Autoethnography

Autoethnography is an interesting and promising qualitative method that offers a way of giving voice to personal experience to extend sociological understanding.

“Furthermore, scholars began recognizing that different kinds of people possess different assumptions about the world—a multitude of ways of speaking, writing, valuing and believing—and that conventional ways of doing and thinking about research were narrow, limiting, and parochial.” (Paragraph 5)

I think that’s interesting to think about, you ever had a conversation with someone, and they take what you said, completely differently, then how you meant it? I think about this all the time, my sister and I always get into arguments over miscommunication. I can say “ok” through text, and at times, depending on the conversation, she takes it negatively, and there starts a fight. I am pinning to the point that different kinds of people possess different assumptions while communicating in any form. Especially now a day, with communication done through text messages, I started using voice messages at a point so my sister can hear my tone vs. assuming whatever crazy things her mind can lead her to believe.

At first, I perceived Autoethnography to be a personal account. But upon further reading, I figured auto meant self, ethno meant the sociocultural connection and graphy would then be the research itself. I like this method, I have recently turned vegan, and I feel like a study like this would be great to understand why I and others are at a fast rate becoming vegan. Autoethnography would allow me to explore and analyze and compare and contrast a vegan’s motivation, philosophical thinking. It would also let me see the impact the diet has had on them intrapersonally and interpersonally. Am I getting this right? I think I am, could be wrong…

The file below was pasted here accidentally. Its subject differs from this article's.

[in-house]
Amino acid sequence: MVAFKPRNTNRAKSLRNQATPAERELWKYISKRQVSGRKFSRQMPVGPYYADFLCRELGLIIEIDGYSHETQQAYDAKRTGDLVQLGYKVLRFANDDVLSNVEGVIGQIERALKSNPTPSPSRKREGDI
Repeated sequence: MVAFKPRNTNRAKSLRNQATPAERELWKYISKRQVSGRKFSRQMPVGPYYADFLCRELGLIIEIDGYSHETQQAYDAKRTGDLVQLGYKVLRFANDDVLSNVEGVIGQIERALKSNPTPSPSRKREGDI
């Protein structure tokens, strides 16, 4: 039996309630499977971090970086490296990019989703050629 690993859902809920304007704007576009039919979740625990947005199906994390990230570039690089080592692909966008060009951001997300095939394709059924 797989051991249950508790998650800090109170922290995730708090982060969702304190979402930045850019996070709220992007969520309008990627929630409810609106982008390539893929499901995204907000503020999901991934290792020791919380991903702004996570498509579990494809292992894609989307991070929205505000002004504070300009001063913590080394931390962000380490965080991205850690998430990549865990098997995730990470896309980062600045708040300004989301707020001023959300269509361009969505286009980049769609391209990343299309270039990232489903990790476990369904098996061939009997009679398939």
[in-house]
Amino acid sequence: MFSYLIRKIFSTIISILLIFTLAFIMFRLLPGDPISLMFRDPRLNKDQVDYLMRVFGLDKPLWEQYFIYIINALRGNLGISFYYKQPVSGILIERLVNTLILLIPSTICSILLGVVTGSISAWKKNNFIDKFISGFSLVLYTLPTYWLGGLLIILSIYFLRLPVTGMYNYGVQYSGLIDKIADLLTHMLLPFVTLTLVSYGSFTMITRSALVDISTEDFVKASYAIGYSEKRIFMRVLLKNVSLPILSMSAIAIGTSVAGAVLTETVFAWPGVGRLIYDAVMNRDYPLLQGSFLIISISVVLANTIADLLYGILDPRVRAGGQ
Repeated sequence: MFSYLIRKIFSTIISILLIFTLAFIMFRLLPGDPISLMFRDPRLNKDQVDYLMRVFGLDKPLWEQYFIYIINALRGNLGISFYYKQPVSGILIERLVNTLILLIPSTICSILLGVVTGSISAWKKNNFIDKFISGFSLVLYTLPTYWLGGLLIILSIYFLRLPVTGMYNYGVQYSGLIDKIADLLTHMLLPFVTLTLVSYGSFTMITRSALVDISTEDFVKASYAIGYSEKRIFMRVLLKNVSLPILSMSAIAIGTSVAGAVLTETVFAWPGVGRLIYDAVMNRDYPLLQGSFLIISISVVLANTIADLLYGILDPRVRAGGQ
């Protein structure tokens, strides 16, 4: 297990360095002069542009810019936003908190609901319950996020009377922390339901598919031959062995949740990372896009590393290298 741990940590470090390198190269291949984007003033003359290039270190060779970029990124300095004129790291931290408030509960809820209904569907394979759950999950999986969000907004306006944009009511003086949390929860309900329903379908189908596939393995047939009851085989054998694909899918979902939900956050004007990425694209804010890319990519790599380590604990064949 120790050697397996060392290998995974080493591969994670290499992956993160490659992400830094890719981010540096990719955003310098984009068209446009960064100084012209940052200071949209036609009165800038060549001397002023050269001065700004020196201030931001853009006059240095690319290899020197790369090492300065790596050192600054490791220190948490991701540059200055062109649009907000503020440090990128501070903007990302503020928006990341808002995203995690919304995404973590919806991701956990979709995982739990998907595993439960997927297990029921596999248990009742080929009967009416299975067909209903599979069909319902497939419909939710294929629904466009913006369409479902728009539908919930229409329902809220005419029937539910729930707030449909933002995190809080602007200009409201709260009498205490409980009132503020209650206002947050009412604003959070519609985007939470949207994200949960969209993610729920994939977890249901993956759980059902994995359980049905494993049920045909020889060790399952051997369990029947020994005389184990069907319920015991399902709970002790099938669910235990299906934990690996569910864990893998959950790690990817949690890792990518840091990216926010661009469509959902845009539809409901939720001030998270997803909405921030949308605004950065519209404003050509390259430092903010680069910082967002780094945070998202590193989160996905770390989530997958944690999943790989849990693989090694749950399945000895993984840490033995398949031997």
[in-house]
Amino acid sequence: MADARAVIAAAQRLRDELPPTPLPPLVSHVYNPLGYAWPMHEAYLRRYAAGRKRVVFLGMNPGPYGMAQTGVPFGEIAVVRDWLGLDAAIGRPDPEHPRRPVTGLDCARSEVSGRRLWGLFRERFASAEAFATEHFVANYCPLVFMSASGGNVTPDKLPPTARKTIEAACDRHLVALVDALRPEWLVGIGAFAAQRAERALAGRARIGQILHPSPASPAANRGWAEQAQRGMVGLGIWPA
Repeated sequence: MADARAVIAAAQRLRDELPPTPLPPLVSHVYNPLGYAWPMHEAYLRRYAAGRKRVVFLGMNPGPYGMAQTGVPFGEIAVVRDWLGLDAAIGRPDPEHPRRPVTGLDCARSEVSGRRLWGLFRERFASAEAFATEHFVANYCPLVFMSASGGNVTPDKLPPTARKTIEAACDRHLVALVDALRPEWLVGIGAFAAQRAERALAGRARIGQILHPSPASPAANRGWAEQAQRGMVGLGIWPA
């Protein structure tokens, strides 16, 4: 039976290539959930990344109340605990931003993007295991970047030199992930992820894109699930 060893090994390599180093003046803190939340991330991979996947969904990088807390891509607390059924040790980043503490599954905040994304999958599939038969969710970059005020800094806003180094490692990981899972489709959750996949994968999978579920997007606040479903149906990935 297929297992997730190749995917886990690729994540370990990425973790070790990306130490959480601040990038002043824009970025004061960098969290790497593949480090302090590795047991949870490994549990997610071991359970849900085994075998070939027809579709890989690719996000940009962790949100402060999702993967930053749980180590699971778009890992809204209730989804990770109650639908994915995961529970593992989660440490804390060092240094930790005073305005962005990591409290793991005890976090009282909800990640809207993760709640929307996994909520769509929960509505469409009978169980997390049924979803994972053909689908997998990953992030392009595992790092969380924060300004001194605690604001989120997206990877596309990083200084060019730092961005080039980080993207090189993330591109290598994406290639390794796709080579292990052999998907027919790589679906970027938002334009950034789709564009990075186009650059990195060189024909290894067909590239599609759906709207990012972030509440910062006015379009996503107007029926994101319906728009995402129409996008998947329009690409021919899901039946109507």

I also really like this process because we can tell it like a story, and appeal to the readers. I’m more of a narrative writer anyways. I love being able to incorporate my own experiences with others, showing and telling the truth; this sounds like fun. I wonder if there’s a way to do this for my own research paper, Dr. Nelson?

Whose Story Is It? An Autoethnography Concerning Narrative Identity by
Alec J. Grant and Laetitia Zeeman is even more enjoyable than the first reading.

“Autoethnographic storytelling has further related and important functions. It can be therapeutic for the storyteller to work through difficult times, events, and issues in his/her own life in the development of a preferred identity.” (2) When I mentioned becoming a vegan earlier, it is very personal to me, maybe that’s why I related it to this qualitative method. I did it due to underlying health issues; I have IBS, and adhering to a vegan diet has helped me tremendously. It is, in a way, therapeutic to share my journey to help others who are suffering through the same, like other writers have done for me at my lowest low.

A pending question of Autoethnography is how do we connect a narrative to the world. In a sense, I think including my own experience as well as others would revel how a vegan diet impacts individual and global health. I used veganism to help me understand Authoethonograohy; I hope I made sense.

Works Cited:

Autoethnography: An Overview Carolyn EllisTony E. Adams & Arthur P. Bochner

Whose Story Is It? An Autoethnography Concerning Narrative IdentityAlec J. Grant and Laetitia Zeeman University of Brighton, Brighton, Sussex, UK